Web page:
By Allison Hazlett-Rose
Aug 07, 2017 09:46 AM EST

Crashing: The Complete First Season Blu-ray Review

The writing is pretty good and flows nicely.  With a few episodes directed by Judd Apatow (Trainwreck), there is also a feel of gawky realism that makes the audience sympathetic.  It seems HBO has yet another hit on its hands.  I hope Crashing can continue the momentum it built in season one.
Crashing: The Complete First Season Blu-ray Review
Purchase  Blu-ray | Digital HD
Look up the definition of the word crashing online and you come up with several options... Merriam-Webster defines it as utter, absolute while The Urban dictionary describes it as either coming down from a drug high or attending an event that is not publicized or that one has not invited to.  It can also mean staying with friends unexpectedly usually sleeping on their couch.  For the HBO show Crashing it can use any or all of these definitions.  Loosely based on show creator and star Pete Holmes' (Fantasy Hospital) life, the show details the bumpy path of the life of a stand-up comic.

Pete lives in the suburbs with his school teacher wife, Jess (Lauren Lapkus; Jurassic World) who supports them while he tried to hone his craft as a comedian.  However, one day he comes home to find her having sex with one of her coworkers.  She tells him she wants a divorce and he suddenly finds himself homeless.  With nowhere to go, he ends up on various individuals couches for a time, including Artie Lange (The Howard Stern Show), TJ Miller (Deadpool), Hannibal Buress (Neighbors), Sarah Silverman (Wreck-It Ralph) and other fellow struggling comedians.  

Pete works open mic nights for no money (often having to pay for the opportunity to tell bad jokes to a lackluster and minimal audience).  Meanwhile, his world is falling apart as Jess decides to move to Florida and has a garage sale selling all of Pete's belongings.  Pete also gets his car towed and gets mugged and has his cell phone stolen.  He works on his comedy, getting a little better each time while getting advice from big named comedians (mentioned above) and his own mom.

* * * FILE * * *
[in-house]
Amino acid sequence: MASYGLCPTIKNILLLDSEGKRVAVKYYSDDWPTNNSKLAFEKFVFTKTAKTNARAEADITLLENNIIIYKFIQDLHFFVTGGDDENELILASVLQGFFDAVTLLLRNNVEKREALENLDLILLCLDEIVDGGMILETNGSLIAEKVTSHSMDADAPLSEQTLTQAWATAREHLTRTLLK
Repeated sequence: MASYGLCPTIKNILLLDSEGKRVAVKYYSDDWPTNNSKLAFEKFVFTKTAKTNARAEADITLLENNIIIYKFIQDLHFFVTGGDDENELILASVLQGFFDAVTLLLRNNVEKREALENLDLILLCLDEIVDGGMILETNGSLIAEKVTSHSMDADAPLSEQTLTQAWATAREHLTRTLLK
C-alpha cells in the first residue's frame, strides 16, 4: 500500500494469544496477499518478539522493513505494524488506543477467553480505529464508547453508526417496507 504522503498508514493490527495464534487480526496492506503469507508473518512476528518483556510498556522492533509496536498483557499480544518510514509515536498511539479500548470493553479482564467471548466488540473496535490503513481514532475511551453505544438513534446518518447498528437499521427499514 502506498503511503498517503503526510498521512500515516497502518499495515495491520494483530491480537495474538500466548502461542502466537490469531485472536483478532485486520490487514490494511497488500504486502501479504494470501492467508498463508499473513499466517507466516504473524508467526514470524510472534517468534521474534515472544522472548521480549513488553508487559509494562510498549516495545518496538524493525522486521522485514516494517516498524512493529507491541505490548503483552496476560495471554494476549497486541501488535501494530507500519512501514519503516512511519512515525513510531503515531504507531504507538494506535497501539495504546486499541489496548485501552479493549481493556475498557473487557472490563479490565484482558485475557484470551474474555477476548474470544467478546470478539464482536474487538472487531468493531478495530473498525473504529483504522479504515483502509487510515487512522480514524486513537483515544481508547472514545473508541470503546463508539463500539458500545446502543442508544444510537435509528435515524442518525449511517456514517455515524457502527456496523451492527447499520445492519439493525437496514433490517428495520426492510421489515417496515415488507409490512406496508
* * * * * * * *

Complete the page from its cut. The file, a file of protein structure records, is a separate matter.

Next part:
Holmes plays the loser perfectly but having been raised in the church he is always kind and sweet and annoyingly apologetic (except when he gets angry with Jess's boyfriend who is annoyingly "kumbaya" himself).  Lapkus is very good as the fed up wife who has had enough but, frankly, turns into kind of an unfeeling bitch at times.   The guest appearances are generally fun and enjoyable and its great to watch Pete get advice from former struggling comedians like him.

The Blu-ray is the standard 1080p high definition video quality with a 1.78:1 aspect ratio. While the outdoor scenes are beautifully colorful and bright the interiors, especially in the comedy clubs, are a little grainy and dark.  However, I'm sure that was done on purpose as to make them seem as gritty and dirty as they are in real life.  The DTS-HD master audio 5.1 is well done and clear.  The side and rear channels are used artfully in the comedy clubs to offer the feel of a rich and full experience.

The two-disc set has a number of extras.  Disc one has a "Guest Star Fan Club" that features Artie Lange, T.J. Miller and Hanibal Buress.  There are also snippets of T.J. Miller and Pete and Apurna.  Disc two offers more including "Guest Star Fan Club" with Sarah Silverman, a two-minute synopsis About Crashing, The Art of Crashing summing up the life of a struggling comedian and an hour long live performance Pete Holmes: Faces and Sounds proving he is funnier than his character in the show.

The writing is pretty good and flows nicely.  With a few episodes directed by Judd Apatow (Trainwreck), there is also a feel of gawky realism that makes the audience sympathetic.  It seems HBO has yet another hit on its hands.  I hope Crashing can continue the momentum it built in season one.

Grade: B+

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For more information about Crashing visit the FlickDirect Movie Database.

About Allison Hazlett-Rose



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